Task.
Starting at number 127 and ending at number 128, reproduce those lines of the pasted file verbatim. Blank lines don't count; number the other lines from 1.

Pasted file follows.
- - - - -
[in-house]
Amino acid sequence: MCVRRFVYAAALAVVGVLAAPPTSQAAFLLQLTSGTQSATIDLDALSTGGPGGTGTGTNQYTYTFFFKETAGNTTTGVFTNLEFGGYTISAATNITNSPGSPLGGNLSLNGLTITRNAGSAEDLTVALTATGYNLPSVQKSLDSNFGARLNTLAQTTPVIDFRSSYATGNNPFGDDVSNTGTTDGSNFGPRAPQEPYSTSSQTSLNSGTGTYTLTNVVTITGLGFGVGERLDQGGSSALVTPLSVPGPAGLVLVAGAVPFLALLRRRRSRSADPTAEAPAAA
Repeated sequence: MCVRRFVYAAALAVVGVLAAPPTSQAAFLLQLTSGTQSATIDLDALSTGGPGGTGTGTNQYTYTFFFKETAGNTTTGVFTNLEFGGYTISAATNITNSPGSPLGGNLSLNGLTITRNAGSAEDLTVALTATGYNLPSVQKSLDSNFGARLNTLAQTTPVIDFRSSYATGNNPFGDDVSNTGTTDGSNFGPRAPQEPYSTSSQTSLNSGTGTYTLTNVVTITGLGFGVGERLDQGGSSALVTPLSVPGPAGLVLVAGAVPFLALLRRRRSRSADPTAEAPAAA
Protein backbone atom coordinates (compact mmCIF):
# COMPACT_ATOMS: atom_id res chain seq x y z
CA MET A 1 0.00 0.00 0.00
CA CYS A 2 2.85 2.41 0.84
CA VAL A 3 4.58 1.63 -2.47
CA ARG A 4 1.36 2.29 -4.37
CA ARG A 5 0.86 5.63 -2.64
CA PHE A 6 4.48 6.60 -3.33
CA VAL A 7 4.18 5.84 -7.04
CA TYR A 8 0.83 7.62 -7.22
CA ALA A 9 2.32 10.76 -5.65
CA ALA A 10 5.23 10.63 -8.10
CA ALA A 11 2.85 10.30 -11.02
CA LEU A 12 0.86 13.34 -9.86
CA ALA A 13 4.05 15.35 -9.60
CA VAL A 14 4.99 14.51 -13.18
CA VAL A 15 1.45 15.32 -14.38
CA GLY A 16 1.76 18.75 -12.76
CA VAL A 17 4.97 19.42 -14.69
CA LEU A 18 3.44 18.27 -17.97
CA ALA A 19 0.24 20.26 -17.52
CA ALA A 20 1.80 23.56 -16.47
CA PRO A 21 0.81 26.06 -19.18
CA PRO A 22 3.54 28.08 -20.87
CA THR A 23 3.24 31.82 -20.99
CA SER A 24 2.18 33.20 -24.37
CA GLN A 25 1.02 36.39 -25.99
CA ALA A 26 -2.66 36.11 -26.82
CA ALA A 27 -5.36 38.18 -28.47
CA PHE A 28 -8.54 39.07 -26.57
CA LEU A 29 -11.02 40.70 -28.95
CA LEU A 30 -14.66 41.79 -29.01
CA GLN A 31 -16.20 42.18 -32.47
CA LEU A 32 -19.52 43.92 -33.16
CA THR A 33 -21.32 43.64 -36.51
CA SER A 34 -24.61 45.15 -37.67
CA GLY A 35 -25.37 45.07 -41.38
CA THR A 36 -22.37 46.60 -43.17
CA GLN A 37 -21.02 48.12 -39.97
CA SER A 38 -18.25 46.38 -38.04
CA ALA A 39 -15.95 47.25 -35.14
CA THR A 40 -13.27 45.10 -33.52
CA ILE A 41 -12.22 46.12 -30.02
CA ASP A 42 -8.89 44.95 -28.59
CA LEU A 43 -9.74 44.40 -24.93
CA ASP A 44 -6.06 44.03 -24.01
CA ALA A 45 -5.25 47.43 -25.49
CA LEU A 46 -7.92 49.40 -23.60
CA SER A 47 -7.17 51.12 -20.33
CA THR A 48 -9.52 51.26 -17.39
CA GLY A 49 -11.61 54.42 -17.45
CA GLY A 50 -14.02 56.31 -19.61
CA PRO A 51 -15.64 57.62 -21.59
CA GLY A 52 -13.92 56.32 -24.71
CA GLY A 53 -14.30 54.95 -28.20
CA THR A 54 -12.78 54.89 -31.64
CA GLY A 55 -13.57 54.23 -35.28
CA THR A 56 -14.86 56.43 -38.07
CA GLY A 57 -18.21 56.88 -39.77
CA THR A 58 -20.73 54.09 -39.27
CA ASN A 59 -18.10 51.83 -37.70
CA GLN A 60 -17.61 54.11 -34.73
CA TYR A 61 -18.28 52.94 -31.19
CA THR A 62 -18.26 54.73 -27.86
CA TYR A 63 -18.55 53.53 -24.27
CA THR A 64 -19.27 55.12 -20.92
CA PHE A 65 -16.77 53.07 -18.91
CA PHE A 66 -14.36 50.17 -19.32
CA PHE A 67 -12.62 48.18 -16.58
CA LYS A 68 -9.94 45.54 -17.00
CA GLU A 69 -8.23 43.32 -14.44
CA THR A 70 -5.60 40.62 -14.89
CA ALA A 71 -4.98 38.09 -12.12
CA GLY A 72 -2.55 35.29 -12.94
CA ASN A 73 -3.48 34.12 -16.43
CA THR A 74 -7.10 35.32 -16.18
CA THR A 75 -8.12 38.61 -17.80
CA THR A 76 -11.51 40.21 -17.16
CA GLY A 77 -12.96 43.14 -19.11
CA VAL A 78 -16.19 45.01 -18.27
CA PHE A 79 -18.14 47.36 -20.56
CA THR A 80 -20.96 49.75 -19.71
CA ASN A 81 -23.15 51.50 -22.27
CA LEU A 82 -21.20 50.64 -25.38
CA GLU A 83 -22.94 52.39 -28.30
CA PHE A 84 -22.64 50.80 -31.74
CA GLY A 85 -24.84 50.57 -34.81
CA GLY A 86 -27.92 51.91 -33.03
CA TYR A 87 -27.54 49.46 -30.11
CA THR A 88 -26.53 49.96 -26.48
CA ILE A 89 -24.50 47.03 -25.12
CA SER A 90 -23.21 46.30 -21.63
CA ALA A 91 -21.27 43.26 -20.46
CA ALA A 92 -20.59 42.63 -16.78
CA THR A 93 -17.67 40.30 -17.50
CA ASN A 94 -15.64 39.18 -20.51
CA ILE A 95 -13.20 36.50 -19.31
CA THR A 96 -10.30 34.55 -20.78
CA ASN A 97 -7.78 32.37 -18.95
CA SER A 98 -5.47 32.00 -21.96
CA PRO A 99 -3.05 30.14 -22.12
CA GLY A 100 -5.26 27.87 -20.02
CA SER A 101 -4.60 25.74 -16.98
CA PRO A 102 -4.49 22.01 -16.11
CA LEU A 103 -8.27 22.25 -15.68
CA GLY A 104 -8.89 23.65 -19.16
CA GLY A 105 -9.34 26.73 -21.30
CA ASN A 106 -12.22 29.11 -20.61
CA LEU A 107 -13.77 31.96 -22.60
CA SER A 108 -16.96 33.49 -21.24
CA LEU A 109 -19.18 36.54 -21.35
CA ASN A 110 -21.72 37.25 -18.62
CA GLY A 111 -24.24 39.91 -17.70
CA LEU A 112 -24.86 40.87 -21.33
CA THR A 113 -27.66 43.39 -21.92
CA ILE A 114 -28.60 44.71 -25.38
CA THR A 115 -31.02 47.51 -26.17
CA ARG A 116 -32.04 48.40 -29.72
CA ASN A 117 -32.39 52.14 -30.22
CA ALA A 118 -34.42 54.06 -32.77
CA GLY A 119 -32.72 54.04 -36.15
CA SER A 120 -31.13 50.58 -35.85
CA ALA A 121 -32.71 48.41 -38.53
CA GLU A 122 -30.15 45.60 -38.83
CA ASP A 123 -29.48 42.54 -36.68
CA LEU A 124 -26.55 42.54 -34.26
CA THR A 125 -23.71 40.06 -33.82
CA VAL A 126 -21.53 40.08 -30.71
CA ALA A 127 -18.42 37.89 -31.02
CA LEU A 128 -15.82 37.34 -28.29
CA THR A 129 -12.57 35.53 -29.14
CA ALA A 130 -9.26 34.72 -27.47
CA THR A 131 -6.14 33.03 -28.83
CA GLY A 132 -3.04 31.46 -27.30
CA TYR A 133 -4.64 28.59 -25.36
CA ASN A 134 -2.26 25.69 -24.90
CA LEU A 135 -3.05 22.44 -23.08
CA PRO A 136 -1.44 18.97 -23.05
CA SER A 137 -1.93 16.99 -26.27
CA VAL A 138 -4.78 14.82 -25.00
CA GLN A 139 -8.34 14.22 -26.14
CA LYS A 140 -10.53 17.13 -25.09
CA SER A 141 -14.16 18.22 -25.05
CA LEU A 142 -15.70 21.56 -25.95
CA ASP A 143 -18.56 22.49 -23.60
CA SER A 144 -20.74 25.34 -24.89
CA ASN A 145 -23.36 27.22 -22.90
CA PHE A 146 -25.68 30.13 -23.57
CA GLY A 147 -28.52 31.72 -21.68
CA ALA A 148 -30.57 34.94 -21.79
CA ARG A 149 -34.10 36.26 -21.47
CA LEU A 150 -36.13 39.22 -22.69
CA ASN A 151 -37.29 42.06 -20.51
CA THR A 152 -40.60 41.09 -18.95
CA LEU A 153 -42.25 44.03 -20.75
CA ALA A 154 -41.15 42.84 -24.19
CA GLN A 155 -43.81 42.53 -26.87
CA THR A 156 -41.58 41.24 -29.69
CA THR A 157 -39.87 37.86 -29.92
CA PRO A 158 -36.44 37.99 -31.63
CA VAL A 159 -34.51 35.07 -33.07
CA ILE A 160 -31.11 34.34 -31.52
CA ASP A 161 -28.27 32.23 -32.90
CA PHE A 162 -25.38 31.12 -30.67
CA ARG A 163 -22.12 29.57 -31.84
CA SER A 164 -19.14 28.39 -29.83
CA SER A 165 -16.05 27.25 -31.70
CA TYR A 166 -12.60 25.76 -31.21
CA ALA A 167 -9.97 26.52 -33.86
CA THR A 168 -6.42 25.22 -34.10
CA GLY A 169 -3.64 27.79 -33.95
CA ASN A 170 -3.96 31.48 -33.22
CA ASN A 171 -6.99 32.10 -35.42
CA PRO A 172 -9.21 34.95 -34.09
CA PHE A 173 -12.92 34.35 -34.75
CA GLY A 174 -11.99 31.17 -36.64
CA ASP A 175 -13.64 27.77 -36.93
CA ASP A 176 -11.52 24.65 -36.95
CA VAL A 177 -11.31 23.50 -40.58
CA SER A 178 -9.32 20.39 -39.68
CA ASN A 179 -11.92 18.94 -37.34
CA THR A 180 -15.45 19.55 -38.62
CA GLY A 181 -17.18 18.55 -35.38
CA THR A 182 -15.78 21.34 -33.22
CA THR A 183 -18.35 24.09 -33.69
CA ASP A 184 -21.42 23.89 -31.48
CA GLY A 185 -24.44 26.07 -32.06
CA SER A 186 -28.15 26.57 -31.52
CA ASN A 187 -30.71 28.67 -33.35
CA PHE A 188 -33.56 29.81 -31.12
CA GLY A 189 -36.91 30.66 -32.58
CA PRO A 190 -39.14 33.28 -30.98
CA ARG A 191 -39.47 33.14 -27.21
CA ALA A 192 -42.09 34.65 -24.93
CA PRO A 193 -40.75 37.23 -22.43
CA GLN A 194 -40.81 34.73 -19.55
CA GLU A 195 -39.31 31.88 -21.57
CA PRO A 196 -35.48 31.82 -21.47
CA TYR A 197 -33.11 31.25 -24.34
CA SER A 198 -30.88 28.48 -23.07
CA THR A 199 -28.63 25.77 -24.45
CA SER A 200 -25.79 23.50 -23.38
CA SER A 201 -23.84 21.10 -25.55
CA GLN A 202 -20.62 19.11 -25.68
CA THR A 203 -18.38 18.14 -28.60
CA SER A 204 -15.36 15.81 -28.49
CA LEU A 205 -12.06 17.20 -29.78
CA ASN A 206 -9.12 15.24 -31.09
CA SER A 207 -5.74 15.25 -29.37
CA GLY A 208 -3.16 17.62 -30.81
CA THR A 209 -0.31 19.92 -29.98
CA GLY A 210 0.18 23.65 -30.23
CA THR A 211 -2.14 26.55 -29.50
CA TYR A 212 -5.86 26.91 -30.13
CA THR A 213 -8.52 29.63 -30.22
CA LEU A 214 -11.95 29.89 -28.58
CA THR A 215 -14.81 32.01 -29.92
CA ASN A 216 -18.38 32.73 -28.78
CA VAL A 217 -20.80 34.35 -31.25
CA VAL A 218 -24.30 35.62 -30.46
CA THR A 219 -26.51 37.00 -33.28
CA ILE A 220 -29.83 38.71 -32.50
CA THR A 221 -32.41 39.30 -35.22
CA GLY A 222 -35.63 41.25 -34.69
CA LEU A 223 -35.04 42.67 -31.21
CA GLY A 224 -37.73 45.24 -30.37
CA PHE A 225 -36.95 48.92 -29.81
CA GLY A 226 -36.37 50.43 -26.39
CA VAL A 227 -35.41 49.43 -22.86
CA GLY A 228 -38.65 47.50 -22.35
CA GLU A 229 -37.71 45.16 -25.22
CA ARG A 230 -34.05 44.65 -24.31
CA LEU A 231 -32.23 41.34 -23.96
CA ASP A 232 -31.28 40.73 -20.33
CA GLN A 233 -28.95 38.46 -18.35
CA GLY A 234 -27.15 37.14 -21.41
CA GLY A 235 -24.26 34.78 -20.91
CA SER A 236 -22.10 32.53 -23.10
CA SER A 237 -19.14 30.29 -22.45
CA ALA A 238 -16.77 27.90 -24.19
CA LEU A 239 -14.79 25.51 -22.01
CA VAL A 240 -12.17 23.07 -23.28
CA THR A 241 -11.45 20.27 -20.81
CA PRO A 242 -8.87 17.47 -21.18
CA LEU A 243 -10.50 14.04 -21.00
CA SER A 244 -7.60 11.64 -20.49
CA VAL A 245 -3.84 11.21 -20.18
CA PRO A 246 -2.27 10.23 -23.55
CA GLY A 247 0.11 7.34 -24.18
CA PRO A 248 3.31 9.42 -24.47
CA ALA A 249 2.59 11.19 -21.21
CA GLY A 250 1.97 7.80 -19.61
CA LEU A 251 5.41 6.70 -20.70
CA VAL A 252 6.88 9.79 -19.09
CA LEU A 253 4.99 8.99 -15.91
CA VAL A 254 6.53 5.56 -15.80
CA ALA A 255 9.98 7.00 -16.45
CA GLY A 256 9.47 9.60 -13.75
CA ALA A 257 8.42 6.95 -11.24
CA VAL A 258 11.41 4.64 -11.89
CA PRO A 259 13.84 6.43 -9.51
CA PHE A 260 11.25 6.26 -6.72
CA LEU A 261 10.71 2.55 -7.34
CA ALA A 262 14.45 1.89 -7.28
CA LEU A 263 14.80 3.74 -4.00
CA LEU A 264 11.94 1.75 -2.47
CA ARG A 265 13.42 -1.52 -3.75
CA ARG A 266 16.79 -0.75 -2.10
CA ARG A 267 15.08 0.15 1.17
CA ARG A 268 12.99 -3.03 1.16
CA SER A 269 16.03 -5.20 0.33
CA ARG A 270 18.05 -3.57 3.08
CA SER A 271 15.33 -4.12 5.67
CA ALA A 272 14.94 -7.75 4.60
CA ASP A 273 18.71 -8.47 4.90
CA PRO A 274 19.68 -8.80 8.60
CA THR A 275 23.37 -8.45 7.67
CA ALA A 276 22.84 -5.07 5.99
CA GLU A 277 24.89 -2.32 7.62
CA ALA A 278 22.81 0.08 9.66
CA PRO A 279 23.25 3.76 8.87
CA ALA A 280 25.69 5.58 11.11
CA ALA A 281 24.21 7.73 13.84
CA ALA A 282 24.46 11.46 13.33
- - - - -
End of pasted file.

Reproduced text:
CA GLU A 122 -30.15 45.60 -38.83
CA ASP A 123 -29.48 42.54 -36.68